To get them actually painted, this is where contrast paints absolutely shine. After doing a test model I practically immediately started working on the rest of the army, more or less forgetting about my running project (something green or beige probably). It was simply fun. Using contrasts en masse on these troops also taught me a lot about how to apply them and made me a fan. I doubt I would actually paint as much if it wasn’t for these.
I tried to give a more or less accurate representation of how this would look on the battlefield. Now, this is where there’s some ambiguity about the strength and number of men in a pike block. The Swiss used flexible 100 men affairs, ten rows deep, with some halberdiers sprinkled in to fill up gaps or exploit gaps in the opposing lines. But there are records of larger formations and blocks of a thousand men or more. The typical Landsknecht company or Fähnlein consisted on paper of about 400 men, subdivided into “Rotten” or units if you will. The back ranks were made up of experienced or veteran troops. Banner bearers were put in the middle, as a rallying point and within easy shouting distance.
The pike blocks were supported by crossbowmen or hand gunners who would be deployed on the flanks, and skirmish ranks that would retreat into the mass of pikes when confronted with cavalry. The Doppelsoldner, literally “double paid” troops equipped with fearsome Zweihänder swords, were put at the front lines as forlorn hope, taking on the dubious task of breaking up enemy formations. As time went by, the unit sizes dwindled as much as the quality of the troops. More advanced black powder weapons heralded in the end of the pike block. By the thirty years war, musketeers dominated and pike blocks were still extensively used, but at the end of the conflict the last true landsknechts were gone. Training hundreds of people to execute complicated maneuvers in sync is very time intensive, loading and firing a musket less so.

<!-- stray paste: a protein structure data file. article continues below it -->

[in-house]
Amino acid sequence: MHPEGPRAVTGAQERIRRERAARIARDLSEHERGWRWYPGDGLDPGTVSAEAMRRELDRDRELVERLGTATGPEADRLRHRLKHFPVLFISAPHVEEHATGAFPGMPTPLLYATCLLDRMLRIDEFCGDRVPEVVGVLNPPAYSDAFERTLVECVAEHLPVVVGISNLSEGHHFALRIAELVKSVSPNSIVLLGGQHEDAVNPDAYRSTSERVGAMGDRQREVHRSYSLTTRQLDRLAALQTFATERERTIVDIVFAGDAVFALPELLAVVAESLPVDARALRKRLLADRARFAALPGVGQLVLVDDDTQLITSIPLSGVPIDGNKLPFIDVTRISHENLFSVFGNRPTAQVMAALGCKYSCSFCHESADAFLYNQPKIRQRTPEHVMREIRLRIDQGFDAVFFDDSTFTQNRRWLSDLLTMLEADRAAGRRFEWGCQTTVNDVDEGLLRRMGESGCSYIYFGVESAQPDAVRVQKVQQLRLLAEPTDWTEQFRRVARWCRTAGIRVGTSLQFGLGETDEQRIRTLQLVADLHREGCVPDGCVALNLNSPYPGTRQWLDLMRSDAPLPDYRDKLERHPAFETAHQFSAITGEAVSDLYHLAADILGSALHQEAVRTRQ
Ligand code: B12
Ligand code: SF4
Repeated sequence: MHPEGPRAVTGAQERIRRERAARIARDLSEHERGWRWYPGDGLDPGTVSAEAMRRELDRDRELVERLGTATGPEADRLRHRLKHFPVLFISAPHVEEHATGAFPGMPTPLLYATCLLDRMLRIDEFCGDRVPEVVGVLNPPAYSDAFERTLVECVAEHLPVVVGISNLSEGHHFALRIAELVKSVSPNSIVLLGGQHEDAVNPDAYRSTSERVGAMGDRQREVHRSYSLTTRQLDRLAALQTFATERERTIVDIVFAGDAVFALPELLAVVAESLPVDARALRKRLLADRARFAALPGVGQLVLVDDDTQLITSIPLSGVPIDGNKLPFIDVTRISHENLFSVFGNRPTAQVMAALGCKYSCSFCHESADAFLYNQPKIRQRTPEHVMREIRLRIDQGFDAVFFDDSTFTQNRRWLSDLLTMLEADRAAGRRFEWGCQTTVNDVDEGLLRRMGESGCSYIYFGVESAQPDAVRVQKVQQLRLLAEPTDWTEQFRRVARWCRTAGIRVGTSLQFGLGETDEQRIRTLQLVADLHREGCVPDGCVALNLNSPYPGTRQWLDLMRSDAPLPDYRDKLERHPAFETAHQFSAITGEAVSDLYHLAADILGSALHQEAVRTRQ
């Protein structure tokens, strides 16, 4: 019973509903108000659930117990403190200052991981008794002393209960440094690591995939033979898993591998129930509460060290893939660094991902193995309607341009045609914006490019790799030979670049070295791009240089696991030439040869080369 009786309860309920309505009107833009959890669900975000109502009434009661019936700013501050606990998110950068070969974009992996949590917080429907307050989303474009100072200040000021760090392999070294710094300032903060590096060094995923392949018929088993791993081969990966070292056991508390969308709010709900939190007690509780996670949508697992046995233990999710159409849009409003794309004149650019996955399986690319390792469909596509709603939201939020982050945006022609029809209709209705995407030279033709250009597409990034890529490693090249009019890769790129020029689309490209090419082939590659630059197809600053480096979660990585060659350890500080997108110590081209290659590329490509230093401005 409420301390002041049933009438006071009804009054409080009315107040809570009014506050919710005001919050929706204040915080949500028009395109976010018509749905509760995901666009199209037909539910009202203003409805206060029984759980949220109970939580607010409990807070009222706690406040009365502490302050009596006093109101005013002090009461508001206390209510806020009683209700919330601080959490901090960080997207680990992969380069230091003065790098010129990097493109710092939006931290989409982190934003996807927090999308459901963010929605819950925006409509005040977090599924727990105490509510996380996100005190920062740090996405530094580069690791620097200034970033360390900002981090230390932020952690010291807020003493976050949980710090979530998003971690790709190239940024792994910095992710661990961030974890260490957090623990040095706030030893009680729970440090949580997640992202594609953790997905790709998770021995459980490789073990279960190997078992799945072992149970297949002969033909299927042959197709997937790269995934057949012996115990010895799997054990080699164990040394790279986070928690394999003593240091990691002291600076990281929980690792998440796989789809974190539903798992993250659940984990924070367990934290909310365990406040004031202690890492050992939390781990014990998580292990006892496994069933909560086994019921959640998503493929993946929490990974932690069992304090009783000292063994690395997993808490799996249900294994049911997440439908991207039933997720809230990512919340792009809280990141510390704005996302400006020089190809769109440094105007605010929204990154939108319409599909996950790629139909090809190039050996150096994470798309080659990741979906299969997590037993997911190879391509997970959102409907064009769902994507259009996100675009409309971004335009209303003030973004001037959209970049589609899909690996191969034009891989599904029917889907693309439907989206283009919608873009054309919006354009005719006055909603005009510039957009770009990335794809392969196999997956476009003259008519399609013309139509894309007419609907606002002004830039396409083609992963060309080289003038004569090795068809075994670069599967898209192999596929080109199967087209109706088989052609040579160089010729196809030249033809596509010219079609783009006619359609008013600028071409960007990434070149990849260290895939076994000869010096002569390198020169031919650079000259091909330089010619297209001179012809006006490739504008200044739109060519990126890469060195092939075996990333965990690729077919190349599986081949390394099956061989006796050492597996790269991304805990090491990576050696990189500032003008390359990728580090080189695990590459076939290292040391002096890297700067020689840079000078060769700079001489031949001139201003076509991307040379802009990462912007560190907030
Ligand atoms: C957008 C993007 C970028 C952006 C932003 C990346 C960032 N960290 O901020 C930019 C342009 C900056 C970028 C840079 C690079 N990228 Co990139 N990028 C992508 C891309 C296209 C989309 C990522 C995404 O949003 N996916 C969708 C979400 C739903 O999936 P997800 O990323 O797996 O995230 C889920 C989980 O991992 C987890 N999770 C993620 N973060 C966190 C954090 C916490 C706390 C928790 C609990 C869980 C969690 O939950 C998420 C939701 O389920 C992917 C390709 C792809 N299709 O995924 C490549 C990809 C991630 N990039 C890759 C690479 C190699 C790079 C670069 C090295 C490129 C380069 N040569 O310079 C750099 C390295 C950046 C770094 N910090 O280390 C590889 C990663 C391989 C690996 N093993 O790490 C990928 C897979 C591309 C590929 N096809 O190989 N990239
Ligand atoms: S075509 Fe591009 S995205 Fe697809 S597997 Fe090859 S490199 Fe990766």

For modeling, this does bring up the basing question. I put most troops four to a 40x40mm base, with some individually based to remove casualties or to make it easier to put them on smaller movement trays. This works in most games, although I do use dice at times. In hindsight I could have just mass based them on the movement trays, but it works fine as is.
The more observant reader will have noticed I haven’t mentioned either the Perry miniatures or Italian side in this overview. The reason is because that side needs a bit more tender love and care before I can call it finished, and there’s a couple of books waiting in the queue as well. The army feels more or less complete on the Landsknecht side, I still learn and discover new things as I amass more books about the period. Some artillery would be nice, so I’m looking into that.
Since this is an army overview and the damage is already done, I guess there should be a recommendation in here somewhere. Personally, if you want to do something different and colorful, Landsknechts are perfect for a historical collection or army. Although it’s a pure Warlord models collection (who annoyingly haven’t brought out the attacking pikemen for some reason when they bought the range) it is an affordable way to bulk out those pike blocks. The models themselves look great en masse. That being said, I have my eye on Steelfist miniatures, who have been expanding their renaissance range. There are plenty of characterful sculpts out there to add variety to your army if you want to make some more individual front rank troops or leaders.
I struggled for a while to find a ruleset to cover this period that clicked with me. Lion Rampant is a good shout if you want the scale and gaming time manageable. However, Never Mind The Billhooks is my go-to to have games at the club now. It has a bit more period-specific rules for the period and is easy enough to use as a pick-up game system. Although I technically could use a bigger scale as well, I’d feel obliged to pad out those blocks again. That may be in the future somewhere.
I hope to return with a more in depth overview of the Italian side in an upcoming installment, and hope you enjoyed reading aboutmy little Landsknecht project!
Questions, comments, suggestions? Still sore about some Landsknechts skipping out your local siege in North Italy after they’d been paid? Contact@goonhammer.com or leave a comment below.